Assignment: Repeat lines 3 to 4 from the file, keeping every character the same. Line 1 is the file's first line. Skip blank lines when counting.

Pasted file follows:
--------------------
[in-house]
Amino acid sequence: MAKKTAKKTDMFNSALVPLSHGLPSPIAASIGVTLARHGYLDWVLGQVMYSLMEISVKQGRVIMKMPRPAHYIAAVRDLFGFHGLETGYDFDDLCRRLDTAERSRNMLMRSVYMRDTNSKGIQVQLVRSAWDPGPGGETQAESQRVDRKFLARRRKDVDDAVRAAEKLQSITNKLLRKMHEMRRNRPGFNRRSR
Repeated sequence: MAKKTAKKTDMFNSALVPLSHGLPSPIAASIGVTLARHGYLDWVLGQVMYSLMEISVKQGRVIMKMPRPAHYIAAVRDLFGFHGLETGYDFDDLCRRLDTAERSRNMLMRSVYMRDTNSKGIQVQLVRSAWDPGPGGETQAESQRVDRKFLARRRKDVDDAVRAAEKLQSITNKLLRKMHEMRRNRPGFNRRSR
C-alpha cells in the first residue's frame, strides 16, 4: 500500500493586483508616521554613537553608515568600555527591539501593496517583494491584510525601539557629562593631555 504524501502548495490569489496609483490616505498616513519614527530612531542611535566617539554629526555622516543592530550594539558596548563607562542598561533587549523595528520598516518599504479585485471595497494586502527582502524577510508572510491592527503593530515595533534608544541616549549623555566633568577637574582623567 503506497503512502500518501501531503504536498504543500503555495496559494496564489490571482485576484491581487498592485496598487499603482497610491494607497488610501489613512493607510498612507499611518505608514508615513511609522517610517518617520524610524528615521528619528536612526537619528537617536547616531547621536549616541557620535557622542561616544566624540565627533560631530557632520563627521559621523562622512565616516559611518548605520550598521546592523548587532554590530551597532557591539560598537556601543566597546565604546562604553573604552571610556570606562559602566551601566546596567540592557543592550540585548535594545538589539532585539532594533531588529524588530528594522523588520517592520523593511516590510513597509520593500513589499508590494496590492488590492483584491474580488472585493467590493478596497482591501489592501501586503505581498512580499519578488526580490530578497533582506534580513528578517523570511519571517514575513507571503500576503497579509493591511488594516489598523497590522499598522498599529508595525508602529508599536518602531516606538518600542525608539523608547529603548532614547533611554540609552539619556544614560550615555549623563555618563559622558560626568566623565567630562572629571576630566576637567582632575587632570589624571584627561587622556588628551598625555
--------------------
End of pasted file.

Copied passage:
Repeated sequence: MAKKTAKKTDMFNSALVPLSHGLPSPIAASIGVTLARHGYLDWVLGQVMYSLMEISVKQGRVIMKMPRPAHYIAAVRDLFGFHGLETGYDFDDLCRRLDTAERSRNMLMRSVYMRDTNSKGIQVQLVRSAWDPGPGGETQAESQRVDRKFLARRRKDVDDAVRAAEKLQSITNKLLRKMHEMRRNRPGFNRRSR
C-alpha cells in the first residue's frame, strides 16, 4: 500500500493586483508616521554613537553608515568600555527591539501593496517583494491584510525601539557629562593631555 504524501502548495490569489496609483490616505498616513519614527530612531542611535566617539554629526555622516543592530550594539558596548563607562542598561533587549523595528520598516518599504479585485471595497494586502527582502524577510508572510491592527503593530515595533534608544541616549549623555566633568577637574582623567 503506497503512502500518501501531503504536498504543500503555495496559494496564489490571482485576484491581487498592485496598487499603482497610491494607497488610501489613512493607510498612507499611518505608514508615513511609522517610517518617520524610524528615521528619528536612526537619528537617536547616531547621536549616541557620535557622542561616544566624540565627533560631530557632520563627521559621523562622512565616516559611518548605520550598521546592523548587532554590530551597532557591539560598537556601543566597546565604546562604553573604552571610556570606562559602566551601566546596567540592557543592550540585548535594545538589539532585539532594533531588529524588530528594522523588520517592520523593511516590510513597509520593500513589499508590494496590492488590492483584491474580488472585493467590493478596497482591501489592501501586503505581498512580499519578488526580490530578497533582506534580513528578517523570511519571517514575513507571503500576503497579509493591511488594516489598523497590522499598522498599529508595525508602529508599536518602531516606538518600542525608539523608547529603548532614547533611554540609552539619556544614560550615555549623563555618563559622558560626568566623565567630562572629571576630566576637567582632575587632570589624571584627561587622556588628551598625555